I’ve updated my code so that I checked the repetitions of each number from a string and saved them to an ArrayList numRepeats. I proceed by trying to type out a result using multidimensional array. My new code:

import java.util.*;
public class trying7 {
    public static void main(String[] args) {
        //string of arguments
        String s = "";
        if (args.length != 0) {
            for (int i = 0; i < args.length; i++) {
                s = s + args[i] + " ";

            }
        }

        //preĊĦtevanje ponovitev
        ArrayList<Integer> numRepeats = new ArrayList<Integer>(); // to save repeats of each number

        //int index = 0;
        int indexInt = 0;

        //Counting and saving repetitions of numbers
        for (int i = 0; i < s.length(); i++) {

            if (Character.isDigit(s.charAt(i))) {
                char x = s.charAt(i);
                int xRepeats = 0;
                for (int k = 0; k < s.length(); k++) {
                    if (s.charAt(k) == x) {
                        xRepeats = xRepeats + 1;
                    }
                }
                numRepeats.add(indexInt, xRepeats);
                indexInt++;
            }
        }

        //2d array
        int [][] tab = new int[2][numRepeats.size()];
        //saving number of repetitions under column with index 0 and rows j
        for (int j = 0; j < numRepeats.size(); j++){
            tab [0][j] = numRepeats.get(j);
        }
        //saving numbers in a string under column with index 1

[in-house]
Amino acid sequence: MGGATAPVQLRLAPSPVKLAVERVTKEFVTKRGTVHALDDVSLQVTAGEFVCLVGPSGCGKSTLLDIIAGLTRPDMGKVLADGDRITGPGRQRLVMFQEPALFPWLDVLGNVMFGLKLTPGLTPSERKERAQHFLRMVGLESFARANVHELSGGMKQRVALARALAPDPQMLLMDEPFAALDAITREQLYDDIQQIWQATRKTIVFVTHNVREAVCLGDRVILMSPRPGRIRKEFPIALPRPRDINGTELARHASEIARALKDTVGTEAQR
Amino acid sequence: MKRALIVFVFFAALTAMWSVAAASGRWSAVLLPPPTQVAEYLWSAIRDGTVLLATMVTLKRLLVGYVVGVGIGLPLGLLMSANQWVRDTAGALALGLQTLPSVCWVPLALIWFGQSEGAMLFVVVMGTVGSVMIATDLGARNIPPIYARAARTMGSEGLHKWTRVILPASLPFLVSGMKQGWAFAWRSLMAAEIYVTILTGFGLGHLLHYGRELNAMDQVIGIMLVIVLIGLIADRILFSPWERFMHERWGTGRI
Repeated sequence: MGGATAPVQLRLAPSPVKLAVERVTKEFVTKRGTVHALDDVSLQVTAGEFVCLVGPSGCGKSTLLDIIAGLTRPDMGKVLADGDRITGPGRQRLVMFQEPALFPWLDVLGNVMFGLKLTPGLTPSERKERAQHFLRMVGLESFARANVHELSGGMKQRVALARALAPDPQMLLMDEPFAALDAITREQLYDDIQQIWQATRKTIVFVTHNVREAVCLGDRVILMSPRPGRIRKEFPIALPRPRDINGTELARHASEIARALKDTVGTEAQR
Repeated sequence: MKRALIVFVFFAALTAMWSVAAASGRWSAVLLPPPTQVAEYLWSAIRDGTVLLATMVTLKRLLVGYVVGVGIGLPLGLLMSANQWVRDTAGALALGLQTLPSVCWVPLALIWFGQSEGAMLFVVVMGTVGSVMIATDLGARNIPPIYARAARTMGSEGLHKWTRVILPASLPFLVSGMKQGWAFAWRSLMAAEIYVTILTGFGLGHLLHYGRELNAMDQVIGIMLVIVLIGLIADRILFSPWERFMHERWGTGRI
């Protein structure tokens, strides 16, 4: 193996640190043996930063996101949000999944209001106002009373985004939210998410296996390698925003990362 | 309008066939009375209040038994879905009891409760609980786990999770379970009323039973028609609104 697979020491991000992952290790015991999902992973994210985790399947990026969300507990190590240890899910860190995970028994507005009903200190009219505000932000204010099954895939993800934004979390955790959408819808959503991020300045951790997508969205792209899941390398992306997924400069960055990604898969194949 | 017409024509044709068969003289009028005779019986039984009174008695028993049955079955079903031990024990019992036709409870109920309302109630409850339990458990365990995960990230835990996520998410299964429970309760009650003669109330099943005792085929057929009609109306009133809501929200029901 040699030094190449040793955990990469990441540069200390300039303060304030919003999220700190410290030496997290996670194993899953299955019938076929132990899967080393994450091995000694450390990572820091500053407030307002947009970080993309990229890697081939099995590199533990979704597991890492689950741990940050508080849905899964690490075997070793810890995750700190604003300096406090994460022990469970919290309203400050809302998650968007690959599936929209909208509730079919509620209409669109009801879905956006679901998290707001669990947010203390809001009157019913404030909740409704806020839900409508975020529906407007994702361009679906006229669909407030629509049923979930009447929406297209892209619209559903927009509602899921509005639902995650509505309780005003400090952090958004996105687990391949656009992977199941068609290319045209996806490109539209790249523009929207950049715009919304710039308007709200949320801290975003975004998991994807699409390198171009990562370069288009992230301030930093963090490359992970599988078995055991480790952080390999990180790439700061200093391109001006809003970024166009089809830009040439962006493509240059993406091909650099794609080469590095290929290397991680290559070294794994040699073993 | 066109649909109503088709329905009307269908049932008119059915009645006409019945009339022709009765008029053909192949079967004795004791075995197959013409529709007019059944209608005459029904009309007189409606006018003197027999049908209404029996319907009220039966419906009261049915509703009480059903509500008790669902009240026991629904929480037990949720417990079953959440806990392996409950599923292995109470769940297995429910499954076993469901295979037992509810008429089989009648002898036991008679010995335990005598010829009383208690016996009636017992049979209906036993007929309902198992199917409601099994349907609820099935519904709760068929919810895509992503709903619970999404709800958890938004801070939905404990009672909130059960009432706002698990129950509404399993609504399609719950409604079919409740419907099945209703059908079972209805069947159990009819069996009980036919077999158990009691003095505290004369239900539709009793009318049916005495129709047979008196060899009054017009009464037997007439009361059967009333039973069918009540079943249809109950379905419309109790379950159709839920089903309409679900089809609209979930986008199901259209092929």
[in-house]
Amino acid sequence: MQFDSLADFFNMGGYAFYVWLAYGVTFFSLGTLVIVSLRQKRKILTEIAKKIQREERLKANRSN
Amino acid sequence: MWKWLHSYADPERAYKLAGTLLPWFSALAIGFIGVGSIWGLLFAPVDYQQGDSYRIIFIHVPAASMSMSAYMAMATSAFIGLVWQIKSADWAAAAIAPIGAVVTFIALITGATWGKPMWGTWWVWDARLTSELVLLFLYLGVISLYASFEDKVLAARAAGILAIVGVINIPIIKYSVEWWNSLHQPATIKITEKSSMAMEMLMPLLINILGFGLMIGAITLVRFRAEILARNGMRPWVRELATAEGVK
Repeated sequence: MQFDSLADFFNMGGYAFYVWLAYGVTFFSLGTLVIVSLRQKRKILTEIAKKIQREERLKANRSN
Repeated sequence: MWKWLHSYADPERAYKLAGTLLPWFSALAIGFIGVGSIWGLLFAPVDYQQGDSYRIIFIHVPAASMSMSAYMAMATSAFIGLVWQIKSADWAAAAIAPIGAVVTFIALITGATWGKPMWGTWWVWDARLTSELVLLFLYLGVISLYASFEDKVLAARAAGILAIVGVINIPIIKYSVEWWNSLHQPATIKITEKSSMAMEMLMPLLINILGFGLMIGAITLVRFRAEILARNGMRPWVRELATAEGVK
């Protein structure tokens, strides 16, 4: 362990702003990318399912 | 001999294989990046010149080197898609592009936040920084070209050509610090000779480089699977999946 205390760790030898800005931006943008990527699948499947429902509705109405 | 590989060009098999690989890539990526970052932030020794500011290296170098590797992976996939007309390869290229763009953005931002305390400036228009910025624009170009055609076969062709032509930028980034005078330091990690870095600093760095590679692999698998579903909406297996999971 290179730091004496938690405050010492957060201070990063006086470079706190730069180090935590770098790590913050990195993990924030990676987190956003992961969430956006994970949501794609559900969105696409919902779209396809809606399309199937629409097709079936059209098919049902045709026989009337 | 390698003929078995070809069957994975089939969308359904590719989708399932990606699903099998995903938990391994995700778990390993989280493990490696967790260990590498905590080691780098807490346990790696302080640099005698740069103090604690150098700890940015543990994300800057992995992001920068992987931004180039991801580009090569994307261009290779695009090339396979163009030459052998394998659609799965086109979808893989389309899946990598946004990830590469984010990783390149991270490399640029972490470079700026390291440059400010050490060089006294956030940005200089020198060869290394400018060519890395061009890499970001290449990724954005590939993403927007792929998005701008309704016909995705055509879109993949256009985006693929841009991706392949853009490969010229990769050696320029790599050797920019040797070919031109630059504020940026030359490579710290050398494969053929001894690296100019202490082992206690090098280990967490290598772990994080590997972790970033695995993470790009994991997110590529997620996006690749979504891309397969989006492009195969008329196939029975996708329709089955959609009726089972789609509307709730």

for (int p = 0; p < s.length();p++){
            tab [1][p]= s.charAt(p);
        }

        for (int d = 0; d < tab[0].length; d++){
            int max = 0;
            for (int f= 0; f < tab.length; f++){
                //here I am attempting to print the numbers with most repetitions 
            }
        }


        }//main
    }//class

Solution

What is the problem?

From my understanding the algorithm is meant to take in a String and return the character (or characters if it is a tie) that appears the most. The issue in the code provided is how the characters are actually determined to be the most common character.
Specifically in this (slightly reformatted) code:

    int maxTimesNumRepeats = 0; //the  repeats of the most frequent number
    int index = 0;

    for (int i = 0; i < s.length(); i++) {
        if (Character.isDigit(s.charAt(i))) {
            //variables for the possible number
            char x = s.charAt(i);
            int xRepeats = 0;

            for (int k = 0; k < s.length(); k++) {
                if (s.charAt(k) == x) {
                    xRepeats++;
                }
            }
            if (maxTimesNumRepeats < xRepeats) {
                maxTimesNum.add(index, x);
                maxTimesNumRepeats = xRepeats;
            } 
            else if (maxTimesNumRepeats == xRepeats) {
                if (!maxTimesNum.contains(x)){               
                /*here I wanted it to check if we already have that number in the ArrayList so it doesn't print it multiple times*/
                    index = index + 1;
                    maxTimesNum.add(index, x);
                }
            }
        }
    }

If we think about it from the program’s perspective, the first time it runs through the outer for-loop, for (int i = 0; i < s.length(); i++), it does not know how many times the most frequent character appears. It just checks if the current character it is looking at is more than or equal to the maxTimesNumRepeats, which starts off at 0. This means the first character will always be counted (correctly or incorrectly) as a maxTimesNum, since it will appear more than 0 times! This explains why your output always includes the first digit that appears.

Now keep in mind that this problem will cause more issues than accidently counting the first digit. For example, if the current program gets given the input: "122333" it will incorrectly output the 1, the 2, and the 3. Because each number appeared more times than any number it had looked at so far.

Note: I use the terms character and number interchangeably due to the nature of this algorithm, hopefully this note clears up any confusion.

Answered By – MorganS42

Answer Checked By – Dawn Plyler (BugsFixing Volunteer)